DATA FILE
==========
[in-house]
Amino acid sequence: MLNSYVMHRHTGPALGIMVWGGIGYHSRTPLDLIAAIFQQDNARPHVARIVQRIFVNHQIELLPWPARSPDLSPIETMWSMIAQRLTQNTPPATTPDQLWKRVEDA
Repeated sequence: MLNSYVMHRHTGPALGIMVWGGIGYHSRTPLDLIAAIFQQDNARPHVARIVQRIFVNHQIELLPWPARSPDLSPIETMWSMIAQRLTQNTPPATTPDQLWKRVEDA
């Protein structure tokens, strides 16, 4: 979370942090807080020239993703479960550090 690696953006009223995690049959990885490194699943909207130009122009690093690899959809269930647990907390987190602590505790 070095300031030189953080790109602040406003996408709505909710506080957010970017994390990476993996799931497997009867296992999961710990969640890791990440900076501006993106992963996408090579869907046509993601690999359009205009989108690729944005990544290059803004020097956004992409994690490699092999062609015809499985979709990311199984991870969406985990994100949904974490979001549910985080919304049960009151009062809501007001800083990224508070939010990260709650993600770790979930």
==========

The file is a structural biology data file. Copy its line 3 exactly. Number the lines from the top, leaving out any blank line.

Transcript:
Repeated sequence: MLNSYVMHRHTGPALGIMVWGGIGYHSRTPLDLIAAIFQQDNARPHVARIVQRIFVNHQIELLPWPARSPDLSPIETMWSMIAQRLTQNTPPATTPDQLWKRVEDA